Australia has a cat problem. After being introduced in 1788, feral cats now number between 2.1 – 6.3 million depending on rainfall conditions, and there are another 3.8 million pet cats in our neighbourhoods.
Together, they kill over 2 billion animals every single year. Most of those are native. And no matter how much we adore them, we can’t escape the fact that our pet cats that are allowed to roam are responsible for over 500 million of those deaths.
The combined impacts of feral and roaming cats have already helped push 27 native animals into extinction, including a long-forgotten mainland parrot.
The paradise parrot barely even made it into the 1900s.
A combination of grazing pressure, changed fire regimes and cats made it the only mainland bird species that has gone extinct in Australia since colonisation.
During the early 20th Century, areas were protected for nature mainly when that nature looked aesthetically pleasing or provided some sort of recreational benefit. The open grassy woodlands paradise parrots called home in Queensland’s Darling Downs ticked neither box. So, even when conservationists knew the species was about to go extinct, there was never any hope about getting its habitat converted back from the grazing land it had been turned into.
A loss of Indigenous land management ensured the impacts of colonisation were felt even in areas not directly disturbed by grazing. Throughout the 1800s, potentially tens of thousands of Indigenous people were killed and many thousands more were dispossessed of their lands. That meant Indigenous fire usage was suddenly and radically changed across much of the continent, which turned out to be deadly for the paradise parrot.
Feral and roaming cats then served as the clean-up crew for any paradise parrots that had managed to weather these two dramatic changes to their habitats. While foxes also played a small role, conservation scientists estimate that cats alone ended up contributing to the extinction of paradise parrots equally as much as the change in fire regimes.
But to see the real damage cats can do in this country, we only have to look at these two little native mice.
Hopping into extinction
Subfossil records suggest the long-tailed hopping-mouse and short-tailed hopping-mouse once covered a broad area over the central and western arid zones of the continent.
Despite their range, neither have been recorded since 1901 so we know little about their biology. It’s thought the long-tailed hopping mouse used to dig burrows, using excess soil to construct above ground layers that collected dew and moisture in the early hours of the day as a water source and fed on a diet similar to other comparable species today.
The NT Government’s profiles on the two species says they were the largest of the 10 hopping-mice that were bouncing around Australia prior to colonisation. Weighing in at a mammoth 100 grams, they were twice the weight of any of our remaining hopping mice.
A wonderful peer-reviewed article released in 2019 analysed available evidence on the causes of the 99 native species that are known to have gone extinct since colonisation. They combined that evidence with the expertise of the conservation scientists who authored the paper to actually estimate the percentage role that all known threats contributed to each of those extinctions.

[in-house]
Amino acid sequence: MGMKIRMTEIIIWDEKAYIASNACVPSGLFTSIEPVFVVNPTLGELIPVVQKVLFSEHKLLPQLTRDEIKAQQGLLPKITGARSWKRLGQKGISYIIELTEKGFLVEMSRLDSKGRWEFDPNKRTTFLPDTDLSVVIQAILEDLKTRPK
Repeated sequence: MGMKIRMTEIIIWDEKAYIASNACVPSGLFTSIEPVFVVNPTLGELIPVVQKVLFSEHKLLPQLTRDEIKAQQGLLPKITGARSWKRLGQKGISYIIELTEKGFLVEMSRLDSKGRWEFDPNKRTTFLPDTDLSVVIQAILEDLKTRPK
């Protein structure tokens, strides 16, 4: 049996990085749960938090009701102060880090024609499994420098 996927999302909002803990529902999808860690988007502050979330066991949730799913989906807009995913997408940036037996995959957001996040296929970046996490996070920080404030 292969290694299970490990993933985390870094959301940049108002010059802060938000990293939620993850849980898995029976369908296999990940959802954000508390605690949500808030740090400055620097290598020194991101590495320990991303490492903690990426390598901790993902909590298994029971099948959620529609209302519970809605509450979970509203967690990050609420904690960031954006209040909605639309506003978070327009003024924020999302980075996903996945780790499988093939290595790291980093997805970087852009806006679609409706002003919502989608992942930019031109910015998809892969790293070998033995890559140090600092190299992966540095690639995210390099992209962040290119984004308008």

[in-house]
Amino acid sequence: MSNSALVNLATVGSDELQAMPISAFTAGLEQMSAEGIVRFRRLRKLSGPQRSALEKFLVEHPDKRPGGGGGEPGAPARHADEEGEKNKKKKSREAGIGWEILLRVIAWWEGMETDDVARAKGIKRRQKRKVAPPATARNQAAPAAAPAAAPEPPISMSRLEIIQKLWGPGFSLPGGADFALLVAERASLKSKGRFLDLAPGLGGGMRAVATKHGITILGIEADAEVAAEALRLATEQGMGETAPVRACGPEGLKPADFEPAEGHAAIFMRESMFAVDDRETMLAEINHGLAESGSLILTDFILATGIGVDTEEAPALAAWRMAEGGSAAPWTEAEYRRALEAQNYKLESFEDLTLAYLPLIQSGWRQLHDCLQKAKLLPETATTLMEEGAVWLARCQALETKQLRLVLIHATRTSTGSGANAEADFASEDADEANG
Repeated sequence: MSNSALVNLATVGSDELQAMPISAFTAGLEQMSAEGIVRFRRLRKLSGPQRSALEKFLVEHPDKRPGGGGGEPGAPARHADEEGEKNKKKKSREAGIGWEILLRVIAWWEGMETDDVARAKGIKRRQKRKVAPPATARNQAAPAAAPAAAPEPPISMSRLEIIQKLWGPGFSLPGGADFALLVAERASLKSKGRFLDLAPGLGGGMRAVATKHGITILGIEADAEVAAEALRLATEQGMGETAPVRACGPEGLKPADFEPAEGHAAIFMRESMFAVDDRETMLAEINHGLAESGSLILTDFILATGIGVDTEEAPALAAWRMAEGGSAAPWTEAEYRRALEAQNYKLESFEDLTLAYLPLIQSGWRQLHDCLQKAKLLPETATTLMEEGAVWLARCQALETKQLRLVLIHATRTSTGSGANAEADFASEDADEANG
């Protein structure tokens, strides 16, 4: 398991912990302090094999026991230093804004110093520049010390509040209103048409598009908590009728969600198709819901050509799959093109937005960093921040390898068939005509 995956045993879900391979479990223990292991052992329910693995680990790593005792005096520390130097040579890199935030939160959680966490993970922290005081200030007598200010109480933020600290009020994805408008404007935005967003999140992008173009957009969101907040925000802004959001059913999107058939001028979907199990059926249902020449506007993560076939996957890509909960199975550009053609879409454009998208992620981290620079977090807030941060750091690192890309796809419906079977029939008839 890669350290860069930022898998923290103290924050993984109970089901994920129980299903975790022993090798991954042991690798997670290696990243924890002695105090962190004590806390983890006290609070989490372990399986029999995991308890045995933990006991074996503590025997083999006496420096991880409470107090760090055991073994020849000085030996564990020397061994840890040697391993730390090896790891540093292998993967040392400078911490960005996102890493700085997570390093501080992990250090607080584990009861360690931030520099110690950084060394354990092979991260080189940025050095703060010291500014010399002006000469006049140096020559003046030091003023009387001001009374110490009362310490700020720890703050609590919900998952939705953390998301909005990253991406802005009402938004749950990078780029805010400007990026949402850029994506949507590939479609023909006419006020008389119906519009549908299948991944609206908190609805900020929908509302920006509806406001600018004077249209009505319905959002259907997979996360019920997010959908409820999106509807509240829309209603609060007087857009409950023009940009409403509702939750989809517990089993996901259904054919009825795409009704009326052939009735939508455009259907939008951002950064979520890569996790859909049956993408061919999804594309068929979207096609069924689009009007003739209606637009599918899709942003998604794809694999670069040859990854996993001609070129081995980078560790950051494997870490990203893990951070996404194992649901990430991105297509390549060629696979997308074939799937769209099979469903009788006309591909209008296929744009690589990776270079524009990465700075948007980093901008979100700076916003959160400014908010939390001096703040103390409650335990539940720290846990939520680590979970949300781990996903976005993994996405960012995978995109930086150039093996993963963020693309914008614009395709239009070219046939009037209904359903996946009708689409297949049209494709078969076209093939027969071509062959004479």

Thanks to their work in that article, we can report that feral and roaming cats are estimated to have been 85% responsible for the extinction of the long-tailed hopping mouse and 90% responsible for the extinction of the short-tailed hopping-mouse. Grazing pressure and changed fire regimes were responsible for the remaining impact.
Cats’ black book
The full list of native animals cats have helped send extinct since Australia’s colonisation numbers 27 species. It includes native mice, rats, potoroos, bandicoots, a bilby, wallabies, bettongs and a couple of birds.
Here’s the full list of species, accompanied by the relative contribution cats are estimated to have had to their extinctions:
|Extinct native species||Relative contribution from |
cats to its extinction
|South-eastern striped bandicoot||75%|
|Liverpool Plains striped bandicoot||75%|
|Darling Downs hopping-mouse||72.5%|
|Nullarbor dwarf bettong||70%|
|Lesser stick-nest rat||65%|
|Yallara (lesser bilby)||60%|
|Yirratji (northern pig-footed bandicoot)||45%|
|Kuluwarri (central hare-wallaby)||42.5%|
|Nullabor barred bandicoot||40%|
|Crescent nailtail wallaby||27.5%|
And these are only the animals whose extinction cats played a substantial role in. There are four more native animal extinctions that cats are implicated in but only played a minimal (less than 5%) role.
Launching our new major campaign
It’s easy to reconcile these losses by thinking that at least the worst cat impacts are behind us. But we are far from being out of the woods. There are now 124 more native animals that are imperilled by cats and listed as threatened with extinction.
That is why we are launching a national campaign to stop feral and roaming cats driving native species into extinction. Click here to see what actions we are calling for and to support us as we launch what will become one of the Invasive Species Council’s core campaigns.
The “black book” of extinctions which cats have played a role in makes for dim reading, and there are so many native species edging closer and closer to being added to its pages. This is an issue where there is room to make an enormous impact for Australian wildlife. We have the track-record, we have the right people and we have the science on our side. All we need now to make it happen is your support.